Helene Snee (Manchester Metropolitan University)
Prince Harry announced in March 2015 that he would be taking a ‘gap year’ on leaving the British Army. His period of ‘time out’ is to include volunteering in sub-Saharan Africa. This is not the first gap year Harry has taken; both he and his elder brother Prince William travelled and volunteered before they attended the Royal Military Academy (Sandhurst) and the University of St Andrews respectively. The Daily Mail questioned whether this might be the best use of Harry’s time, citing this as evidence of his lack of responsibility and a continuation of his party-focused lifestyle.
So when is a gap year justified? Can it ever be ‘meaningful’? We might dismiss the stereotypical gappers as posh young people ostensibly ‘broadening their horizons’, but really travelling the world getting wasted on their parents’ money. The ‘gap yah’ student can be a source of comedy and derision, bumbling through ignorant interactions with ‘the locals’ and spending most of their time consuming drink and drugs. Yet gap years are also promoted as beneficial experiences, especially for young people at turning points in their lives. In my research (Snee 2014), I consider the symbolic struggles over value and what kind of gap years are ‘worthwhile’. However, they are not only symbolic issues; we can also think about how gap years are implicated in the reproduction of advantage.
Gap year research has developed along three main lines of inquiry (see Snee 2014 for an overview). The first has concentrated on volunteer tourism in ‘less developed’ countries, the impact on host communities and whether these placements help cross-cultural understanding. Such concerns can be seen in debates in the media over who really benefits from ‘voluntourism’. A second theme of gap year research focuses on the ‘identity work’ that takes place at what is often a crossroads in young people’s lives. Thirdly, we can also consider the benefits of the gap year – both in terms of the sorts of skills and knowledge that could be developed but crucially also ask: who benefits? What counts as the ‘right kind’ of gap year is something that develops advantageous personal traits and ‘soft skills’ like independence and teamwork for future reward in the job market. This means that greater value is attached to certain kinds of experience – those of the most privileged – but the outcomes are seen as reflecting the qualities of individuals rather than social inequalities.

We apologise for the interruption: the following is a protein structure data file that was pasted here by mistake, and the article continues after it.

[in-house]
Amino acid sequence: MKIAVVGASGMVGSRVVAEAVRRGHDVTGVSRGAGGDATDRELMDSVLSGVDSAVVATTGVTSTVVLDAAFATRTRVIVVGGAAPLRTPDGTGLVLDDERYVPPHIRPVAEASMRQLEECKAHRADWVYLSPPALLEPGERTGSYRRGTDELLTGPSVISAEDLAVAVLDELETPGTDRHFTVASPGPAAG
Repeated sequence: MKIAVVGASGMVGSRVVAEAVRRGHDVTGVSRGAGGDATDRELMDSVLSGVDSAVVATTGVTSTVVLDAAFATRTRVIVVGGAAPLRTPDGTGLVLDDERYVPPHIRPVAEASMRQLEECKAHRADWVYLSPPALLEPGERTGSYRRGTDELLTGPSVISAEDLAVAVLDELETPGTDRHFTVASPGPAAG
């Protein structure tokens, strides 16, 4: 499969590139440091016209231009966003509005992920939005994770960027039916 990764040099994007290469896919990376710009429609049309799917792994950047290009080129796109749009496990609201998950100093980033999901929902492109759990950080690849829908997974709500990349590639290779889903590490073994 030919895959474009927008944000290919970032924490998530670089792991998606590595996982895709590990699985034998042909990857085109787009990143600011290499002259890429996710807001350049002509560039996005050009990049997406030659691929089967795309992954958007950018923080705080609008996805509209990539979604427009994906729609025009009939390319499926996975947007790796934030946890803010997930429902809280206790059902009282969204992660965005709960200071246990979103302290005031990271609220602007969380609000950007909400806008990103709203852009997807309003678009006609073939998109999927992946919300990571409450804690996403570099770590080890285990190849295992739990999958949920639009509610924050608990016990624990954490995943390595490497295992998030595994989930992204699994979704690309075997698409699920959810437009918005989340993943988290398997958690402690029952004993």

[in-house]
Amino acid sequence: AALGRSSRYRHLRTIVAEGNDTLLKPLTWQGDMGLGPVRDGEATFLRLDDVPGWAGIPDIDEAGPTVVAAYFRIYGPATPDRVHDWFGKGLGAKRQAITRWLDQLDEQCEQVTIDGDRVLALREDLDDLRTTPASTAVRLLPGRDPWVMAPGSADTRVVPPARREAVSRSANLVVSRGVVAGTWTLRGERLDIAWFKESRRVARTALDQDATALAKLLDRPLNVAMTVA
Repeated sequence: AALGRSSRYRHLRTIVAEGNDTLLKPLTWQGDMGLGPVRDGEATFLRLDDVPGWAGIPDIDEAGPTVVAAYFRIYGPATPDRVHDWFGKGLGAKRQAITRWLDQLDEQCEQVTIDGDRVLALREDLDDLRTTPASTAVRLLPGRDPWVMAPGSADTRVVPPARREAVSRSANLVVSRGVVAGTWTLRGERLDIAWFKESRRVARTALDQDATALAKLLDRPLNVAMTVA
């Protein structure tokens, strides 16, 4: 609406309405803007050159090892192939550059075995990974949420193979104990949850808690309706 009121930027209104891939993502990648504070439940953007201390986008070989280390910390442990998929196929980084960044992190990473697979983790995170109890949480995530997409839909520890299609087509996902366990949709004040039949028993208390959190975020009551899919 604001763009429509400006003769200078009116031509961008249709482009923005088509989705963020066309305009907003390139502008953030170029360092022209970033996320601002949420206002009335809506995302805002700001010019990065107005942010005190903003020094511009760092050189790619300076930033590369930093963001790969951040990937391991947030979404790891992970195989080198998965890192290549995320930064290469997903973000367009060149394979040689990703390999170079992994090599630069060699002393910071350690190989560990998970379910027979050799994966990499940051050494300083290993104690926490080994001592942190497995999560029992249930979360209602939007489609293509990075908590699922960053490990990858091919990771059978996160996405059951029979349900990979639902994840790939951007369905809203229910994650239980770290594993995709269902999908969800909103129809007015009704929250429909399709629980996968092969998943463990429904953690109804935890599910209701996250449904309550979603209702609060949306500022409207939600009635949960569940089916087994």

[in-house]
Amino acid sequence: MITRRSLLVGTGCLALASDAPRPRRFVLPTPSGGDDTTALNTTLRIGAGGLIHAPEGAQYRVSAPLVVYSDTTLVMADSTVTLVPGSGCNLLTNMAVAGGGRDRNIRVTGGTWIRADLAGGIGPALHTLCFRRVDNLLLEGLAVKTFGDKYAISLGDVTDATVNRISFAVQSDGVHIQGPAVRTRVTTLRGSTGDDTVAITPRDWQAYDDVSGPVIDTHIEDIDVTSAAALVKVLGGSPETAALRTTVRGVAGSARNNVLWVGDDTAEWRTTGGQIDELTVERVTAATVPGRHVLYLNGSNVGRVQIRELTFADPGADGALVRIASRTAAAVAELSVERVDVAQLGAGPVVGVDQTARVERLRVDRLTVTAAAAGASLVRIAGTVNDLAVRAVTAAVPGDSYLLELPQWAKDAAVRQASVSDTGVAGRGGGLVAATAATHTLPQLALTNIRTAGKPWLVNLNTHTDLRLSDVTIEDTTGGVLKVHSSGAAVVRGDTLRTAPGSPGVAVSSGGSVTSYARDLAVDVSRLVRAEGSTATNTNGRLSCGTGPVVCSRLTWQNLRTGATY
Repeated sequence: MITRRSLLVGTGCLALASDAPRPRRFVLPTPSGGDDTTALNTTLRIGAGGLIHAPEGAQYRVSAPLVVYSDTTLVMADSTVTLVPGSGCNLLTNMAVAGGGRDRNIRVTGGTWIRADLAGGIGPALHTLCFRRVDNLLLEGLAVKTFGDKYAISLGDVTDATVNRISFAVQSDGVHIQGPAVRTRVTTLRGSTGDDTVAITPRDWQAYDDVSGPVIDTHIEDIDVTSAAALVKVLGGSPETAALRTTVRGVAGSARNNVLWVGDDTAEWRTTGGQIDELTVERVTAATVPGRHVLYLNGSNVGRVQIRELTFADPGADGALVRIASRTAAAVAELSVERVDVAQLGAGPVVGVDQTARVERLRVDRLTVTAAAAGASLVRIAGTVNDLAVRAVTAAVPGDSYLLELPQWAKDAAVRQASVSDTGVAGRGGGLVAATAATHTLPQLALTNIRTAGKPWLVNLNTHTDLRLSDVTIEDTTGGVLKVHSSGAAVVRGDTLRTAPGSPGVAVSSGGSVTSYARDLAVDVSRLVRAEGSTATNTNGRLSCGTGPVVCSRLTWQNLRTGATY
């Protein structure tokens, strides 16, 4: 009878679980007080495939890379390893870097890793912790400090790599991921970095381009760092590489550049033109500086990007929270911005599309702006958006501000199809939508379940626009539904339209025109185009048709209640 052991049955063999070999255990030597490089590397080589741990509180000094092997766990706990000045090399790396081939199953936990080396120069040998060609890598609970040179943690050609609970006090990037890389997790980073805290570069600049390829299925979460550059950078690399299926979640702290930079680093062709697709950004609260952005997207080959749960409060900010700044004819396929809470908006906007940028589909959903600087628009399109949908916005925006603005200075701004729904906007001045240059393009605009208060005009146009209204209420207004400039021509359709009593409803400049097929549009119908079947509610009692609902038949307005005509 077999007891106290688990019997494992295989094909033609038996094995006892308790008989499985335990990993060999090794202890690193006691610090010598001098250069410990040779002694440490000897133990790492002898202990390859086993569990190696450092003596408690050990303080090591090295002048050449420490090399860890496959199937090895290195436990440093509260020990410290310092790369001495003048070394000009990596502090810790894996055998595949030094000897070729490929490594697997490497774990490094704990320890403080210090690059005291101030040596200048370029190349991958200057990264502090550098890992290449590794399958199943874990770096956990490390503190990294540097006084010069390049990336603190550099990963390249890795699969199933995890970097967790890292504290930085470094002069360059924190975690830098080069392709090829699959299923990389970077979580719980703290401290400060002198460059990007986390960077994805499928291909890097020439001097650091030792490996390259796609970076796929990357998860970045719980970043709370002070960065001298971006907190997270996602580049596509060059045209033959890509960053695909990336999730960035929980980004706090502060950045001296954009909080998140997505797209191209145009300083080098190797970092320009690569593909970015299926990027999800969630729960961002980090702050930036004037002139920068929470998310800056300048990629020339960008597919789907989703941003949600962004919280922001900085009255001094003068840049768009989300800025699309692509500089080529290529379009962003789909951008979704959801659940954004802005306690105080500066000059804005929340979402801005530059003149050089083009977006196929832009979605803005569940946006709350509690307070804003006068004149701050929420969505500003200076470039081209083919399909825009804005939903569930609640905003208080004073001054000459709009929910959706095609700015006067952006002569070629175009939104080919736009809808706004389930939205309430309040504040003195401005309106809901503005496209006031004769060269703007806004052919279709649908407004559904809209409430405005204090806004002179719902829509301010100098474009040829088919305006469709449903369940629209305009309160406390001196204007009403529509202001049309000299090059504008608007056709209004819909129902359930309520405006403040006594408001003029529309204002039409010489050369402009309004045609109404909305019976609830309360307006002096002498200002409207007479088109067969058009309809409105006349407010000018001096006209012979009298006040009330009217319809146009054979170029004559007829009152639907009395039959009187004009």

Taking a gap year is something that young people are actively encouraged to do by government agencies, careers advisers and, unsurprisingly, the gap year industry itself. Companies specialising in ‘youth’ travel and volunteering organisations (not necessarily charities – some of these are profit-making businesses) make it easier than ever before to take either a ‘structured’ gap year – one which involves some kind of organised placement, be it working or volunteering – or an ‘unstructured’ one, usually involving independent travel. A key message from all of these gap year actors, and one that is always repeated in advisory articles, is that young people should use their time out wisely.
Gap years are presented as something different to simply going on holiday. As Sue Heath (2007) has pointed out, the rise in popularity of gap years can be seen in the context of the expansion of higher education. A degree on its own is no longer enough, so gap years are one way for young people to ‘stand out from the crowd’ and gain a competitive edge over their peers. Take the Higher Education careers service Graduate Prospects, which lists the potential benefits of taking a gap year as a means to: ‘… develop your transferable skills, including your communication, leadership, time management and decision making; increase your work experience … allow you to learn a new craft … hone your existing skills … ‘